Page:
To Director. Re history "pi." Babylonians used value of 3.00. Aristotle made fairly accurate physical and theoretical evaluations. Archimedes first to arrive at modern value, using theory of limits. . . .

There was more, but it was lost on Prentiss. It was inconceivable, of course, that pi had grown during the two millennia that separated the Babylonians from Archimedes. And yet, it was exasperating. Why hadn’t they done any better than 3.00? Any child with a piece of string could have demonstrated their error. Countless generations of wise, careful Chaldean astronomers, measuring time and star positions with such incredible accuracy, all eoming to grief with a piece of string and pi. It didn't make sense. And certainly pi hadn't grown, any more than the Babylonian 360-day year had grown into the modern 365-day year. It had always been the same, he told himself. The primitives hadn’t measured accurately, that was all. That had to be the explanation. He hoped.

A comment by J King says "I've got the story, the finale involves a scientist building a system which sets up a single atom for the wave-particle 'choice' and ....... But as of now, I can't find it. Some mention of a new Adam and Eve, I think." That's the same story. Here's the part about the experiment to force a single photon to make a choice:

"Your apparatus," said Prentiss, "is going to provide just such a photon. And I think it will be a highly confused little photon, just as your experimental rat was, that night not so long ago. I think it was Schroedinger who said that these physical particles were startlingly human in many of their aspects. Yes, your photon will be given a choice of equal probability. Shall he reflect? Shall he refract? The chances are 50 percent for either choice. He will have no reason for selecting one in preference to the other. There will have been no swarm of preceding photons to set up a traffic guide for him. He'll be puzzled; and trying to meet a situation for which he has no proper response, he'll slow down. And when he does, he'll cease to be a photon, which must travel at the speed of light or cease to exist. Like your rat, like many human beings, he solves the unsolvable by disintegrating."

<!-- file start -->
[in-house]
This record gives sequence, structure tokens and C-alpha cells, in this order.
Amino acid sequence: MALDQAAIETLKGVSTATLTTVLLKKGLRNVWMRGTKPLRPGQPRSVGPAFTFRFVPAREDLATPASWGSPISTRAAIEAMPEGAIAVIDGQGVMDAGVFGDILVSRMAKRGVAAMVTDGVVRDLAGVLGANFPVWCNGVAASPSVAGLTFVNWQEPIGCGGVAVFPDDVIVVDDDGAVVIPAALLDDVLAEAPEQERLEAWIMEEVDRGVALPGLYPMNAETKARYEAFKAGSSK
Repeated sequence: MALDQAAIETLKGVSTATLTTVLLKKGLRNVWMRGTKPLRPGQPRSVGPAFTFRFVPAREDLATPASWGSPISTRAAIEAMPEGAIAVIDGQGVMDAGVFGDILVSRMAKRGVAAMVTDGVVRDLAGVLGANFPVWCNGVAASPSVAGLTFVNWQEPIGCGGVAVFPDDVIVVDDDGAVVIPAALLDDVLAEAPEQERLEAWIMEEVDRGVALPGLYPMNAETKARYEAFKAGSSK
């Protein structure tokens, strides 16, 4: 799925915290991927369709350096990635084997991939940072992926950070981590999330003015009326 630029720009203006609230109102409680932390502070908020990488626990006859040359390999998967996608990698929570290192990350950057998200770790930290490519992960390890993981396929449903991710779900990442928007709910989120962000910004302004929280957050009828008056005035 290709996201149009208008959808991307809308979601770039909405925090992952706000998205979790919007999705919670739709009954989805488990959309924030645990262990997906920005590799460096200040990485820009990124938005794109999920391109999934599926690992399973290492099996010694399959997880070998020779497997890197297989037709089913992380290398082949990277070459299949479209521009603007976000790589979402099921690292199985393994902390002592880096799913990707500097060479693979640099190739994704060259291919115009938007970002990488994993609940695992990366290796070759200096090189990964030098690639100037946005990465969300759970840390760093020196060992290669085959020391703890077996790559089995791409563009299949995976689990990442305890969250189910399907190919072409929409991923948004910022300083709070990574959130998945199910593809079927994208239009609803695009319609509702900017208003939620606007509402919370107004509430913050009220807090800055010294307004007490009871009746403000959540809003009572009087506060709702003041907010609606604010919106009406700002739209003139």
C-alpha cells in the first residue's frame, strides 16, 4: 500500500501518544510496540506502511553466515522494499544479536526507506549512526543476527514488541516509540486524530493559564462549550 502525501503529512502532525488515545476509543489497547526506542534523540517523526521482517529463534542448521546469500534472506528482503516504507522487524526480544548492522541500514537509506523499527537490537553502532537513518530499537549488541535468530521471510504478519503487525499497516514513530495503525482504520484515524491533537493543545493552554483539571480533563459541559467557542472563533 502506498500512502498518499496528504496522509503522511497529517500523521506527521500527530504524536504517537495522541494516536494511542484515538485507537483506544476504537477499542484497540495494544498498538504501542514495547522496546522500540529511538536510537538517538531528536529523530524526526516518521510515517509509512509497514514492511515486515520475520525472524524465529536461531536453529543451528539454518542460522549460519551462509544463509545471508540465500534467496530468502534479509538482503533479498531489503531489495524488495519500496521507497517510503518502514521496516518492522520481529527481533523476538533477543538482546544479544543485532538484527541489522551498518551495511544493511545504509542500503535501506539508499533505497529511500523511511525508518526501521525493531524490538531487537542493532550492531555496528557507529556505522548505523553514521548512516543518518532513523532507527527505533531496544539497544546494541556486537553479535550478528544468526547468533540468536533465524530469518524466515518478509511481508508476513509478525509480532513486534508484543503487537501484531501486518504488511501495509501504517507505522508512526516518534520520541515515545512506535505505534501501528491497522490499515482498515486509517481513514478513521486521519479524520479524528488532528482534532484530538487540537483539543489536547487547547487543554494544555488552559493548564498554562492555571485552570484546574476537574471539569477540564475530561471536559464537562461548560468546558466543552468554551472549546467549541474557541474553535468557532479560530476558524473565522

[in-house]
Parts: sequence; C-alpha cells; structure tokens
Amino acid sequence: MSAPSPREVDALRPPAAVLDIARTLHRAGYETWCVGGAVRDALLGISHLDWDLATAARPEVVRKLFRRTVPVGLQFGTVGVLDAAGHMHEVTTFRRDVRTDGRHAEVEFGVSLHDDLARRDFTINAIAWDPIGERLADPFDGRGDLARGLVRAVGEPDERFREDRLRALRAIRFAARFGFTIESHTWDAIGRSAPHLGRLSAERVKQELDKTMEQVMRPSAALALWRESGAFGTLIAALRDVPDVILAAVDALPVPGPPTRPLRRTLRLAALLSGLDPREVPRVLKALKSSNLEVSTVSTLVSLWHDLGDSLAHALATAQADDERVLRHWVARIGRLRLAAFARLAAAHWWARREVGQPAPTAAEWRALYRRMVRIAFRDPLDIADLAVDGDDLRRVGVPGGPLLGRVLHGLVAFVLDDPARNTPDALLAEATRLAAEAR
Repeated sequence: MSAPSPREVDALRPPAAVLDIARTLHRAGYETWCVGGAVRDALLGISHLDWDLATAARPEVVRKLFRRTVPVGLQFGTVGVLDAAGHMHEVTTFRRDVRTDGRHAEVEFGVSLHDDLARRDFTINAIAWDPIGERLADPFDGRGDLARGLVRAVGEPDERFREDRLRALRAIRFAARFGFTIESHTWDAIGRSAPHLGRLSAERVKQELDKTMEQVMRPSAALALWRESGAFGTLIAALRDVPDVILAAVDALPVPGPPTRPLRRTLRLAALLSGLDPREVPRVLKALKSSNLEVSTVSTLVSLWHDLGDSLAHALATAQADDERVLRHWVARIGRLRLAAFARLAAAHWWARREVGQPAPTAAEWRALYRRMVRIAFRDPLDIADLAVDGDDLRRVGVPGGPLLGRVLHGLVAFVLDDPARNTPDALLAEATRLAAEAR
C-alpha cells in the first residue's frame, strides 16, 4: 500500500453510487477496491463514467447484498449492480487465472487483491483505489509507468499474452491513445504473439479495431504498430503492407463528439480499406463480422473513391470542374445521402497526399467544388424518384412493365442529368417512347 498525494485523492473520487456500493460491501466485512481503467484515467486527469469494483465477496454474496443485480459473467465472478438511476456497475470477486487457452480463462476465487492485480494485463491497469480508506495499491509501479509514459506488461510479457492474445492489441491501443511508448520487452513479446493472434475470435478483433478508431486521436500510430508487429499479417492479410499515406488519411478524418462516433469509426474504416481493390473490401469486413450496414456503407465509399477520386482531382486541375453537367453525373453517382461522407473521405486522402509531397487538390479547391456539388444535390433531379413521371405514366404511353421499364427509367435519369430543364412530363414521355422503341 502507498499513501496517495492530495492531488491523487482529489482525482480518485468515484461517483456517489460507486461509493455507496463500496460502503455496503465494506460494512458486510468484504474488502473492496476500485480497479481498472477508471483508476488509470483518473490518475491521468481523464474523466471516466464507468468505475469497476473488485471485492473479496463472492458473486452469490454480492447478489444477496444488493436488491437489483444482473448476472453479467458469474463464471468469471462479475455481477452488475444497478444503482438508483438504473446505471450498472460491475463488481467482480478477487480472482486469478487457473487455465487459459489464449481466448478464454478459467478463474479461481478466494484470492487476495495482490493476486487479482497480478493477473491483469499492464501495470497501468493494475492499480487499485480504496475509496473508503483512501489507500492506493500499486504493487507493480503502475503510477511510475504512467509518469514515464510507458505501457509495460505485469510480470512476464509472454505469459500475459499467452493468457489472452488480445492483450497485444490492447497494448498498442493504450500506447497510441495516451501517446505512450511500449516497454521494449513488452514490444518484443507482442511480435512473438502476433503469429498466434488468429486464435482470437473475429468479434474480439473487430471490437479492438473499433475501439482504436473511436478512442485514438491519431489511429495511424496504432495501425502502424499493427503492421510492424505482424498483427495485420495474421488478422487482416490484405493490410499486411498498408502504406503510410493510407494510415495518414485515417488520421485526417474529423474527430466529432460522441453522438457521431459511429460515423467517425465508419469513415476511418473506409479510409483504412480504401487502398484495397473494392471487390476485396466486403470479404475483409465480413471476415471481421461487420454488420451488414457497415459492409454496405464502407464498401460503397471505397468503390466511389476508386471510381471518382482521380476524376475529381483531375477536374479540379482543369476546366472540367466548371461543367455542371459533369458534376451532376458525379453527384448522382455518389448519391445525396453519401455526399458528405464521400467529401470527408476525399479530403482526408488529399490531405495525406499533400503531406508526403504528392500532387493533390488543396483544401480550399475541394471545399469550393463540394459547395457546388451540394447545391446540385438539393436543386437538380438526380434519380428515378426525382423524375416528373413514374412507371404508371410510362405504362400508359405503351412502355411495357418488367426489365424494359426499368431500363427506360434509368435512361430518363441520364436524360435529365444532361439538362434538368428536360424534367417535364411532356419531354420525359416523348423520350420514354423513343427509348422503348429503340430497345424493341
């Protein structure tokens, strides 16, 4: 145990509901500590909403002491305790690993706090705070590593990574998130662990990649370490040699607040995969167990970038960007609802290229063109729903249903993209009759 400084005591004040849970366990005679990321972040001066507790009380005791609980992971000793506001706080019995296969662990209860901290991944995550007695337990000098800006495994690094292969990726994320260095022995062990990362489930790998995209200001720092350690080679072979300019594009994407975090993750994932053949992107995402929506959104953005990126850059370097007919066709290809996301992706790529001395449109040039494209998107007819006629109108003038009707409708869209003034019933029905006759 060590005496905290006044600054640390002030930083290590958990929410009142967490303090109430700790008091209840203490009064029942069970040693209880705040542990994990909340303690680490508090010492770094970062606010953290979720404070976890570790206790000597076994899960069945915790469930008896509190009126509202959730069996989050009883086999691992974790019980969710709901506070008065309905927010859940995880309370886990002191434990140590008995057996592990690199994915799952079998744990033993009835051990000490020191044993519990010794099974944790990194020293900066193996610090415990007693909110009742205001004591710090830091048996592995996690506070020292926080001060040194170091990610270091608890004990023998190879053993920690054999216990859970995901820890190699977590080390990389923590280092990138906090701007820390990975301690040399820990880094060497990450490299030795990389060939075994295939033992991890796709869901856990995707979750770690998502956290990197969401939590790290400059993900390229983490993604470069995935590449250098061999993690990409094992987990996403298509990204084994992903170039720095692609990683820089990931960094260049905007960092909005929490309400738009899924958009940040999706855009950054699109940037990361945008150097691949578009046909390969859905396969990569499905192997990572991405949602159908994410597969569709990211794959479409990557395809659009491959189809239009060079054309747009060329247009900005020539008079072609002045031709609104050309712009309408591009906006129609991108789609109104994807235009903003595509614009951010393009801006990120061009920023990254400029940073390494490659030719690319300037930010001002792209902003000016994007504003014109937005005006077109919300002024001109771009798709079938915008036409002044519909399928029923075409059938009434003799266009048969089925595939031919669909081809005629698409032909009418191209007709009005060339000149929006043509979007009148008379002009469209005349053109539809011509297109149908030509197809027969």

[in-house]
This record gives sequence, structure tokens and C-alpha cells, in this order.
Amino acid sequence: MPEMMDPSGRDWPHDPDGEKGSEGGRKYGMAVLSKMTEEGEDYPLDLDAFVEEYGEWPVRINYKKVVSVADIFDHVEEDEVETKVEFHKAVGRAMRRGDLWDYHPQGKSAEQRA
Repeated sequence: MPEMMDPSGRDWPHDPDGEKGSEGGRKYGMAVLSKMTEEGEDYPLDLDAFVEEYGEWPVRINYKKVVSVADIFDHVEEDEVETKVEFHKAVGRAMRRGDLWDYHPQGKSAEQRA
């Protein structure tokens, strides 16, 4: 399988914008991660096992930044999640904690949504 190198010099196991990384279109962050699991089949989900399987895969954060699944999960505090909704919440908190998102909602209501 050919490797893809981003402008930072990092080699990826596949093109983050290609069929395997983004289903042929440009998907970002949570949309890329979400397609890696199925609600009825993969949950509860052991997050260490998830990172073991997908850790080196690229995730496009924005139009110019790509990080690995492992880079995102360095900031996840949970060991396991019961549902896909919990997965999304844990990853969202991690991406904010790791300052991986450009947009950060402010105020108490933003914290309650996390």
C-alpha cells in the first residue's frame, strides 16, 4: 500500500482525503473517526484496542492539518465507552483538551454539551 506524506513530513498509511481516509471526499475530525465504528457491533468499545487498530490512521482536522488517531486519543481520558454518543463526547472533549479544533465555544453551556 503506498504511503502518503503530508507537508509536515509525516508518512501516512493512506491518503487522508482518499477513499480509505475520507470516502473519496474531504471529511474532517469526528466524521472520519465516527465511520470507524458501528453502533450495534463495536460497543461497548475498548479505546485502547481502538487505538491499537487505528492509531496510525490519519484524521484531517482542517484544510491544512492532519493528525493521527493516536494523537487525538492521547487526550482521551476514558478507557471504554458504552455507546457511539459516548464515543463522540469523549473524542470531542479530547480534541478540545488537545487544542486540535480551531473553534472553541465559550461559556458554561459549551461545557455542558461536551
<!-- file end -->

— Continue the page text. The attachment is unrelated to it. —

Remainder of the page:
Luce said : "And when it disintegrates, there disappears one of the lambdas that hold together the Einstein space-time continuum. And when that goes, what's left can be only final reality untainted by theory or imagination. Do you see any flaw in my plan?"

And the new Adam and Eve:

Meta-universe, by whatever name you called it, was beautiful, like a gorgeous garden. What a pity he must live and die here alone, with nothing but a lot of animals for company. He’d willingly give an arm, or at least a rib, if — "Adam Prentiss! Adam!"

He whirled and stared toward the orchard in elated disbelief.

"E! Eve!"

She'd got through!

The whole world, and just the two of them!

His heart was pounding ecstatically as he began to run lithely upwind.

And they'd keep it this way, simple and sweet, forever, and their children after them. To hell with science and progress! (Well, within practical limits, of course.)

As he ran, there rippled about his quivering nostrils the seductive scent of apple blossoms.

Your Answer

By clicking “Post Your Answer”, you agree to our terms of service, privacy policy and cookie policy

Not the answer you're looking for? Browse other questions tagged or ask your own question.